Wednesday, July 29, 2020
In this video, we will look at a process for prioritizing standards as a basis for curriculum planning.
https://docs.google.com/document/d/1BnkxT0FPwZFRFBI69SZAzvhKfjUxX9Q0g9xqCQtVzt0/edit?usp=sharing https://docs.google.com/document/d/1RZG8cWNabhi9KpPjPCYVWpbAwmihvV-02jeTbEqs5es/edit?usp=sharing www.transform.curriculum21.comhttps://www.larryainsworth.com/books/rigorous-curriculum-design-getting-started-with-rcd/http://www.ascd.org/publications/books/197135.aspxhttp://www.ascd.org/publications/books/104011.aspxhttps://us.corwin.com/en-us/nam/book/guide-curriculum-mappinghttps://www.amazon.com/Hacking-Instructional-Design-Extraordinary-Contemporary/dp/1948212110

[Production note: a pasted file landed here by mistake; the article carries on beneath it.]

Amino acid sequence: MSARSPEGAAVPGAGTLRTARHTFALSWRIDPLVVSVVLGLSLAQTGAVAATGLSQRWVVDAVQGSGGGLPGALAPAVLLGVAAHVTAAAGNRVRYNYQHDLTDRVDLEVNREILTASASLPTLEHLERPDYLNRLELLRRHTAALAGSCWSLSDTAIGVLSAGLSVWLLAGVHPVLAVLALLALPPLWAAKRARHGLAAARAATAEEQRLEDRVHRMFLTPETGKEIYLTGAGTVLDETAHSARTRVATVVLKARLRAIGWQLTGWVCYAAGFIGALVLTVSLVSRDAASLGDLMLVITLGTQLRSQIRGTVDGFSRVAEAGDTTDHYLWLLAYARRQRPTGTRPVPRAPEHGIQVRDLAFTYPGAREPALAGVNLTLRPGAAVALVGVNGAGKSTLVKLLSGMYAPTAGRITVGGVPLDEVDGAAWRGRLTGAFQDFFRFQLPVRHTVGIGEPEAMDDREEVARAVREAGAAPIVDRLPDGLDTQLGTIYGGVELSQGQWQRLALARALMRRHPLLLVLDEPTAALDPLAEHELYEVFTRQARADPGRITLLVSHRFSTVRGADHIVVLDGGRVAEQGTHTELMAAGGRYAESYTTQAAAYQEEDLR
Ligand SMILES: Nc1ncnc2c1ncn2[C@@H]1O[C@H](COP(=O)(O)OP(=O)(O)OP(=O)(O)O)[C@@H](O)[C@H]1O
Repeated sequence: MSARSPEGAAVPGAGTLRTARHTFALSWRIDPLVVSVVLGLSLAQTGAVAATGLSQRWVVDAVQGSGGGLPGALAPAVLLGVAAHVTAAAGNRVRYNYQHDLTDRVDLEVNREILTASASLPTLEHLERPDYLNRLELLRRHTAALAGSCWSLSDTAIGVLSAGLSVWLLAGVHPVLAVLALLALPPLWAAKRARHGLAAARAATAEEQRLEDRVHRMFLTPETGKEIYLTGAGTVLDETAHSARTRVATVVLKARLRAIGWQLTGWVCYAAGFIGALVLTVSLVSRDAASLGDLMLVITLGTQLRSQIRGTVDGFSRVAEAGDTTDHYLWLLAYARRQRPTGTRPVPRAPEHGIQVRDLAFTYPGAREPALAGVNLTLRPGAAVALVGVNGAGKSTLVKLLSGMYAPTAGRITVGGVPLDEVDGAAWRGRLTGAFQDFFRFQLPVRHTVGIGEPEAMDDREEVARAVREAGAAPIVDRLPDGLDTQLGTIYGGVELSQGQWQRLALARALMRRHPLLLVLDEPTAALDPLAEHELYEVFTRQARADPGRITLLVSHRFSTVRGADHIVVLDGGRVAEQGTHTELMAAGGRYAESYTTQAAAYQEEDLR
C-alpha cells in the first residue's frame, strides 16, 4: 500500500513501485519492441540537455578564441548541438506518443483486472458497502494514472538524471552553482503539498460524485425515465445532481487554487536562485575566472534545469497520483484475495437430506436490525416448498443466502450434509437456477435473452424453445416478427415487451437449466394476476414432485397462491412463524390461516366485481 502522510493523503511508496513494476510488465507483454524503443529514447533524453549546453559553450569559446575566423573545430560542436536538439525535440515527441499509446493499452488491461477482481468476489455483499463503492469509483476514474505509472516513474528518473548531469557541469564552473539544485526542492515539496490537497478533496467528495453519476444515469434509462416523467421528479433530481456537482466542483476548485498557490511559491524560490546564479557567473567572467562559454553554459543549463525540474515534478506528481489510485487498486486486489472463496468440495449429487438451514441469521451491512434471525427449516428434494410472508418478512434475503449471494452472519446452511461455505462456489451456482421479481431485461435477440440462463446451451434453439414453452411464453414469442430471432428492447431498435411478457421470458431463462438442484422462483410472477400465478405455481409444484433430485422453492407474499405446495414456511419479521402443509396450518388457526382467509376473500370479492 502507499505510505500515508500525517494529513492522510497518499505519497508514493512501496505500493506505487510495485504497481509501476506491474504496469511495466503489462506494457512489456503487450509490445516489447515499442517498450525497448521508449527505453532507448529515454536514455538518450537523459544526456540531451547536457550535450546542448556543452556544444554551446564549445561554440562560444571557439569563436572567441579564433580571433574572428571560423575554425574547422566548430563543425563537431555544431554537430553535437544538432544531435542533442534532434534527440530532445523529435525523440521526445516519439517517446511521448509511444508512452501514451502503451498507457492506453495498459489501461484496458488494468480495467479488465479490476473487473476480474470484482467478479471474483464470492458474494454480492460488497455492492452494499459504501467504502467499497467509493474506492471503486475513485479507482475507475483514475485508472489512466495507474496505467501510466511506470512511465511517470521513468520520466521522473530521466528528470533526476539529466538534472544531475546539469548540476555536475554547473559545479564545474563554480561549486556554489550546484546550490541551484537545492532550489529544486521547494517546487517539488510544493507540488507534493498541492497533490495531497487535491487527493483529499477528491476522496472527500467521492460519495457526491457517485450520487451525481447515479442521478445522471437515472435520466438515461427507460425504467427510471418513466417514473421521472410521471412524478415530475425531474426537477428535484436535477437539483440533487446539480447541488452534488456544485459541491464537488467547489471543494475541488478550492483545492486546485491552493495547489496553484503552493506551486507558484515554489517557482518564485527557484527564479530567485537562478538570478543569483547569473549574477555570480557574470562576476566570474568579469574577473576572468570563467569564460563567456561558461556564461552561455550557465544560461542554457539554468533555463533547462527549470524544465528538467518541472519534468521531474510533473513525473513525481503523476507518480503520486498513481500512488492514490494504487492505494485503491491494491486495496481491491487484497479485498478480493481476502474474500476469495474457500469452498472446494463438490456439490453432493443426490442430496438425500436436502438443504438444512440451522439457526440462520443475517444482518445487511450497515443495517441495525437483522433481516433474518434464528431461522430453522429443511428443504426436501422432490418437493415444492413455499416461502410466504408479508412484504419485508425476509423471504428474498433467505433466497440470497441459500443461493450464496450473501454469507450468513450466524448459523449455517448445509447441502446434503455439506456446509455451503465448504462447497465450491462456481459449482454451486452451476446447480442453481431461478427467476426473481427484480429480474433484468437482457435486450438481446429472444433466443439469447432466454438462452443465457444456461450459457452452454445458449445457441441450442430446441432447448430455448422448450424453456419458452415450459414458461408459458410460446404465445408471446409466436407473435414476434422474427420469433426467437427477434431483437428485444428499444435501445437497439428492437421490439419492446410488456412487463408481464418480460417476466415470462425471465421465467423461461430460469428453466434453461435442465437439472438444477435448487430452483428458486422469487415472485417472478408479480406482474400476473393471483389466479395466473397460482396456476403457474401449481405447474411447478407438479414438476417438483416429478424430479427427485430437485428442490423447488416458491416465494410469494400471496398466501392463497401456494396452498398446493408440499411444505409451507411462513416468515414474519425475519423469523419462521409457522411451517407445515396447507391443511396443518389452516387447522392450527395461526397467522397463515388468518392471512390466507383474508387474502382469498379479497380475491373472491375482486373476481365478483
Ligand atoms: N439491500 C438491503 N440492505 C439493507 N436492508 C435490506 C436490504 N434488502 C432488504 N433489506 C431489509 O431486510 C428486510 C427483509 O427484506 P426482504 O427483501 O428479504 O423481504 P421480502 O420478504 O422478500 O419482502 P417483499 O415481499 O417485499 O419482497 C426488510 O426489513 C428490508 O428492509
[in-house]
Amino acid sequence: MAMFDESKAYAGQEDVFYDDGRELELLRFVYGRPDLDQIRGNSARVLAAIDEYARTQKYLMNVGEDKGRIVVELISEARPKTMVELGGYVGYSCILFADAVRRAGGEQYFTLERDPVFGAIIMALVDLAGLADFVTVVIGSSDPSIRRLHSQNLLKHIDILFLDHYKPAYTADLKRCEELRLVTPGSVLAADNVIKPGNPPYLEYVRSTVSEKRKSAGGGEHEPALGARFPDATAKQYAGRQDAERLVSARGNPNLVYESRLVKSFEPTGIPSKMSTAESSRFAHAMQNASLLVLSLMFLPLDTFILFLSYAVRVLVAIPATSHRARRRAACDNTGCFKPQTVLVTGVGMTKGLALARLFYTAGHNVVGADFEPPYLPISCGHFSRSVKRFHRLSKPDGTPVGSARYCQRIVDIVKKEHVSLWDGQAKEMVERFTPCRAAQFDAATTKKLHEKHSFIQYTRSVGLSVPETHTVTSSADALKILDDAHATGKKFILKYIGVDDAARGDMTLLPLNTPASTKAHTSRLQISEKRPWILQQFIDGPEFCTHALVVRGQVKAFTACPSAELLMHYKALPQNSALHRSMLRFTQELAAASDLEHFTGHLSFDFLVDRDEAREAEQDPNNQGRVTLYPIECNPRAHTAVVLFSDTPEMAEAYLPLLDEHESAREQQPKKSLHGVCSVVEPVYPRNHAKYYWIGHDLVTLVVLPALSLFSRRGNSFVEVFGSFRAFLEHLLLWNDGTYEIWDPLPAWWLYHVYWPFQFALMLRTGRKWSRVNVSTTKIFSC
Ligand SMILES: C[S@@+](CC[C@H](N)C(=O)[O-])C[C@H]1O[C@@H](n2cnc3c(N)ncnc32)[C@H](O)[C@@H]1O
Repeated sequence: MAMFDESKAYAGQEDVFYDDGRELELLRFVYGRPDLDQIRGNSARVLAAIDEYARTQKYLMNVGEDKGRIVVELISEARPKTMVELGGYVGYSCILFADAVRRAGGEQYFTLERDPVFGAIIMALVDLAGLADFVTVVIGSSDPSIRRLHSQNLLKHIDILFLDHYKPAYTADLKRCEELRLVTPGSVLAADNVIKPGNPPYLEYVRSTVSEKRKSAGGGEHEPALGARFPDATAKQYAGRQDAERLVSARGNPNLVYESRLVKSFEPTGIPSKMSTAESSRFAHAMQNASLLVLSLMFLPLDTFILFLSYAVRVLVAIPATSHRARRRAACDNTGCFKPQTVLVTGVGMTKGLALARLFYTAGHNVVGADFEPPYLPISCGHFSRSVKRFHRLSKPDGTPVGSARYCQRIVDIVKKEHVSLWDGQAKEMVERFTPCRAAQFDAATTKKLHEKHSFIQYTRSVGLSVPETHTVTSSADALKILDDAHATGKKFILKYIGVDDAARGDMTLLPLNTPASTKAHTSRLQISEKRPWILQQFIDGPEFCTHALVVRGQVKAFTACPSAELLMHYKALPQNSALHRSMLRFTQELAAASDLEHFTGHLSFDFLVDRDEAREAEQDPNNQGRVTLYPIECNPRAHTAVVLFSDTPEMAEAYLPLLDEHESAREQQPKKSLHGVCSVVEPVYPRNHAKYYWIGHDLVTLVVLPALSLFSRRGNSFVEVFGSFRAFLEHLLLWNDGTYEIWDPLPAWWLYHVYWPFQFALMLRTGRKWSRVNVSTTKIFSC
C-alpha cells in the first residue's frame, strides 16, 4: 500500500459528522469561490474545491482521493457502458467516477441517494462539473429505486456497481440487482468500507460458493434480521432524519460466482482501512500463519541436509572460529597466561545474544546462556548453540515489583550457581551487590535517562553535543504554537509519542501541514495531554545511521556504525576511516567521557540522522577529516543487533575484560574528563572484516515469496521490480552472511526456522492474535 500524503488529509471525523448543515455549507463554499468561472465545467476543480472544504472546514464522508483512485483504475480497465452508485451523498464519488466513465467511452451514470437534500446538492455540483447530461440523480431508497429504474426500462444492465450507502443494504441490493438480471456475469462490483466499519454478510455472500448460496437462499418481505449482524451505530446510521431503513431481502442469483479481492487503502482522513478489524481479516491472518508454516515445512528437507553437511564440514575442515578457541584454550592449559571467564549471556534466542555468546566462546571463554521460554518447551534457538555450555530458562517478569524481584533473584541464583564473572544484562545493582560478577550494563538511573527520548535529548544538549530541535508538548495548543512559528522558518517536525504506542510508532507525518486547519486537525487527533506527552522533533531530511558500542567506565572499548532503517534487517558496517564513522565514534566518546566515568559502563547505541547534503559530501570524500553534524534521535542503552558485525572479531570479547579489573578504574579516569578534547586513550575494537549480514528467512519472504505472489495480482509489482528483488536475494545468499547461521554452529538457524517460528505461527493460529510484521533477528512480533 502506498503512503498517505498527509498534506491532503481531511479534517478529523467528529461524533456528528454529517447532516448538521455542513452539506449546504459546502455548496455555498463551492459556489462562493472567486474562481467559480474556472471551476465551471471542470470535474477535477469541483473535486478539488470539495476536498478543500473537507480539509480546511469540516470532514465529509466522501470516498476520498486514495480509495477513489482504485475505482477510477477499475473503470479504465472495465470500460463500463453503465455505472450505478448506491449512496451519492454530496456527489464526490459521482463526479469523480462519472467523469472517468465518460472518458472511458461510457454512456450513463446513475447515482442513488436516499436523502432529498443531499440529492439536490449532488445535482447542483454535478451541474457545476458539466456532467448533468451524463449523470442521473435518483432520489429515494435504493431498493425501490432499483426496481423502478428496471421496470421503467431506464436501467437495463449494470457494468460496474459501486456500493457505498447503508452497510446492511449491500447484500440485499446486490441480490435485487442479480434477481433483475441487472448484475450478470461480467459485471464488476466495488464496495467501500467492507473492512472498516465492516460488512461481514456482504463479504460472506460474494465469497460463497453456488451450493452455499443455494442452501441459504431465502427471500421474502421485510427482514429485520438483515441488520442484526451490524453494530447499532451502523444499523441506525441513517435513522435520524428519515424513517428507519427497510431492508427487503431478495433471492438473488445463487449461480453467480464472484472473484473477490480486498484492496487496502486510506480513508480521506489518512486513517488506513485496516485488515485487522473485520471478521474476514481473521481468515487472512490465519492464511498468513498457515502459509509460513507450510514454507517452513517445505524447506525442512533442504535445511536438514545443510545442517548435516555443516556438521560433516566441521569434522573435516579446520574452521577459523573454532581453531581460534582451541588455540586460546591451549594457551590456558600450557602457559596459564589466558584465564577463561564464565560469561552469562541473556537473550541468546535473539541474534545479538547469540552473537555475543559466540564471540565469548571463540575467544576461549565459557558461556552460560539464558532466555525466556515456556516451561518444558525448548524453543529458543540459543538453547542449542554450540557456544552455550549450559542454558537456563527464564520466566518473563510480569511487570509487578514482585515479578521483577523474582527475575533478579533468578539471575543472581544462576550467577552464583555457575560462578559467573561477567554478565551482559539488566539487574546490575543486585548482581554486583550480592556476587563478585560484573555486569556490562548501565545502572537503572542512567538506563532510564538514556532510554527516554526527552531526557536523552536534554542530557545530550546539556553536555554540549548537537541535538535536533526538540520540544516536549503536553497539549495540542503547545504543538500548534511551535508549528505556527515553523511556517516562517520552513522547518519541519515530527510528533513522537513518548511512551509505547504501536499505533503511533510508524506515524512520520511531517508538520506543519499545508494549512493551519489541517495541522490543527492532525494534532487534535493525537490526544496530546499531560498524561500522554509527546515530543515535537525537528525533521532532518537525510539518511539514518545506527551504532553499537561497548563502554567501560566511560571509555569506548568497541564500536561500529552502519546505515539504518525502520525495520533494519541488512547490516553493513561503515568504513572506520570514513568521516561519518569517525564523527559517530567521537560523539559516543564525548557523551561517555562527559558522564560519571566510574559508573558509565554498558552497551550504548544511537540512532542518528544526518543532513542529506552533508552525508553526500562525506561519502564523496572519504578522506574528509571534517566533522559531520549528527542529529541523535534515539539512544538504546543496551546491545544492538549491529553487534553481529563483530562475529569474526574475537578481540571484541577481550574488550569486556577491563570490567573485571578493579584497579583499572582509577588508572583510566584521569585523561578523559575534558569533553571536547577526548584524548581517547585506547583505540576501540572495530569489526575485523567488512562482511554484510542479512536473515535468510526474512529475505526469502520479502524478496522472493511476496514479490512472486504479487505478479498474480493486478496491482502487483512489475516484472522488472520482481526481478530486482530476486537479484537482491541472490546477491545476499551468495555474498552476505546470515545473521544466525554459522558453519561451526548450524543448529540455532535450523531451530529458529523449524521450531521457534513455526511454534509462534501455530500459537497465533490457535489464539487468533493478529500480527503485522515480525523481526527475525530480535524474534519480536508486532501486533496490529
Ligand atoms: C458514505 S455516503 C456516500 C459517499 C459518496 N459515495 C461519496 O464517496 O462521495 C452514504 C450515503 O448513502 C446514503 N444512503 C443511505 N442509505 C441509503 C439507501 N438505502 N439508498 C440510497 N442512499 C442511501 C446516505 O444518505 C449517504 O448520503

Thursday, July 9, 2020
In the Washoe County School District in western Nevada, stakeholders were surveyed about the return to school in the fall. Among those stakeholders were students who were asked about four key areas of concern including health and safety, learning issues, the physical environment, and their attitudes about returning to school.
63% of students supported going back to school with 29% reporting that they would be more open to a blended environment. Based on their experiences with distance/remote learning, students were asked about their priorities for distance education, which included attention to new learning and live meetings in small and large groups with their teachers.